Expanded Emergency Department Ready to Roll

The expanded Emergency Department at Saint Barnabas Medical Center has a larger footprint and improved project upgrades and services to treat any serious health concern.
Expanded Emergency Department


Emergency departments (ED) have been in the spotlight ever since the COVID-19 pandemic hit in early 2020. EDs around the country have experienced tremendous strain trying to care for the victims of the coronavirus, along with all the other emergencies that arise.

So the expansion of the ED at Saint Barnabas Medical Center (SBMC) could not have come at a better time. “Before COVID, we were getting 100,000 patient visits a year at a facility that had the physical plant for 66,000,” says Eric Handler, DO, FACEP, chairman of the Emergency Department at Saint Barnabas Medical Center.

That’s why the Medical Center began a renovation and upgrade of its ED almost two years ago. Expected to officially open this fall, the new ED can accommodate about 130,000 patient visits a year. It will boast 102 treatment areas, up from the 84 it had prior to the expansion. “The leadership at the Medical Center realized the need to increase capacity,” says Dr. Handler. “Through the efforts of countless individuals, it will soon be a reality.”

Along with an expanded footprint—which is coming from repurposed treatment areas, physician offices and other non-clinical spaces—the improved ED will include new patient monitoring systems, utility infrastructure, ultrasound, stretchers and more. In the coming months, staffing, including physicians, nurses and physician assistants, will also increase to meet the needs of ED patients.

Doing construction during the pandemic wasn’t easy and, in fact, was delayed twice as a result. But “at one time, it was a lifesaver,” Dr. Handler says. In the spring of 2020, during the peak of COVID, one area of the project that was already finished was quickly repurposed into a makeshift, 10-bed intensive care unit to handle the COVID patient load. “That was a huge multidisciplinary effort” among all those who treat ICU patients, he says. “It was a huge win.”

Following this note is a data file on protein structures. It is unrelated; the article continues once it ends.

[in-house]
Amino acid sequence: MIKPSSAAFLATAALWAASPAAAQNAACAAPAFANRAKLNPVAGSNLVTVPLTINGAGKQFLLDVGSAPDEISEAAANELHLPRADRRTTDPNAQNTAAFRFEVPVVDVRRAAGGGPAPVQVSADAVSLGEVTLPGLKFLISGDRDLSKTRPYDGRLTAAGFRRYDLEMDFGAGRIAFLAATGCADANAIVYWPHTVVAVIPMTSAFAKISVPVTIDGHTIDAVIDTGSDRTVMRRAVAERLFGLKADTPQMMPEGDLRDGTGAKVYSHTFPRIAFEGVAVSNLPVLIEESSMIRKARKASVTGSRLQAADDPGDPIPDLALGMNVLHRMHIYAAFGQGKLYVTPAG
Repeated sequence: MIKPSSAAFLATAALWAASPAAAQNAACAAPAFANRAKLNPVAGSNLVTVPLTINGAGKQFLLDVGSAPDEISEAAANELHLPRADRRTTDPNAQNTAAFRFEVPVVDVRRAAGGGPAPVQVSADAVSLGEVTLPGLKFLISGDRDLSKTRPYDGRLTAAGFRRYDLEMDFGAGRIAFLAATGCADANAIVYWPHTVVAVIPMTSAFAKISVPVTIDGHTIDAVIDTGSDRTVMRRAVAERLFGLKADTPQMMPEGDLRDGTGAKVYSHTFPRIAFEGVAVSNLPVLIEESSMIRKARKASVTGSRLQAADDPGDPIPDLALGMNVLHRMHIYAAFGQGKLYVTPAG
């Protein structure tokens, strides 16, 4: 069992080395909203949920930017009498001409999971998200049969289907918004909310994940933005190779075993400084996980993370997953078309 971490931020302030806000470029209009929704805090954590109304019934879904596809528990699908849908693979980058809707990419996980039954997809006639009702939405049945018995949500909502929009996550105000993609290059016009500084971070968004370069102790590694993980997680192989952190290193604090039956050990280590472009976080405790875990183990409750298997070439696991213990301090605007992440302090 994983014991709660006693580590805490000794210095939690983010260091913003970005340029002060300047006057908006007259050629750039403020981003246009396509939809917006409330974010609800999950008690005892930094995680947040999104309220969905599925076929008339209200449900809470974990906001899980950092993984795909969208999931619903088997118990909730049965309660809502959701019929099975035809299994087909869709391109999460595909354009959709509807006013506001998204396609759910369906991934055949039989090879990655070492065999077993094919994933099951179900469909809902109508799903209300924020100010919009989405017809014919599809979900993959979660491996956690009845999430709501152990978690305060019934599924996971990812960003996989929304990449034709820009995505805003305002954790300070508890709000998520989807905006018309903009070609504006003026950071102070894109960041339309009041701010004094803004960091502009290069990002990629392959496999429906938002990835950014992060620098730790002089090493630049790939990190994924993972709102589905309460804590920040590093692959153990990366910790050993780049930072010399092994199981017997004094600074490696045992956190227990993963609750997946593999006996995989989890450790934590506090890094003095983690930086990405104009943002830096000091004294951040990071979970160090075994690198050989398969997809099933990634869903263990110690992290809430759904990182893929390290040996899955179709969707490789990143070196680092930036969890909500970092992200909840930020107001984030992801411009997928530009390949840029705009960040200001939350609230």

As of August 2021, the hospital’s COVID patient load was rising, but still relatively small. “We are fortunate that our area is very well vaccinated,” he says. “We are very lucky. That’s a huge win for our staff and the community.”

When to Use the Emergency Department

All over the country, COVID has had an indirect and devastating effect on ED use by non-COVID patients. Many people, fearful of going to the ED during a pandemic, failed to get emergency treatment for other health issues like heart attack and stroke. Dr. Handler stresses that the ED at SBMC is an “extremely safe environment” complete with negative-pressure air systems to remove pathogens as well a fully masked, fully vaccinated staff. “Don’t sit at home thinking you have indigestion when it could be a heart attack, or you have weakness when it could be a stroke,” he says. “We do not want someone who could be suffering significant health issues not to receive the care they need.”

Indeed, just about any concern is worth having checked, he says. The ED’s intake system will determine if your ailment is truly an emergency—that is, potentially life-threatening—or if it is rather something that would be better treated in the department’s “fast track” area, which is akin to an urgent care facility. “It can be as simple as a cut hand while slicing a bagel or a dog bite,” he says.

As we head into late fall and winter, Dr. Handler has some specific instructions for avoiding a trip to the ED. Lawn mowers now, and snow blowers soon, are significant causes of serious injury. “Turn your equipment off first. Don’t stick your hand in while it’s running,” he says.

Also, those with other health issues and risk factors should be careful, especially when the first big snowfall hits. “Check with your doctor about any strenuous activity. Snow is a lot heavier and shoveling is more strenuous than people realize,” he says, noting the increase in heart attack patients that arrive at the ED during the cold weather months.

With COVID still a danger and the normal seasonal increase in flu and other viral illnesses this time of year, Dr. Handler recommends continued vigilance in mask wearing and social distancing, especially as the colder weather comes and people are congregating more often indoors. “Last season we saw very few flu cases and strep cases in children,” he says. “The medical community agrees that this was secondary to social distancing and mask wearing.”

Finally, be sure to check your smoke and carbon monoxide detectors to ensure they are in good working order.

To learn more about the expanded Emergency Department at Saint Barnabas Medical Center, call 973.322.5180 or go to rwjbh.org/sbmc.

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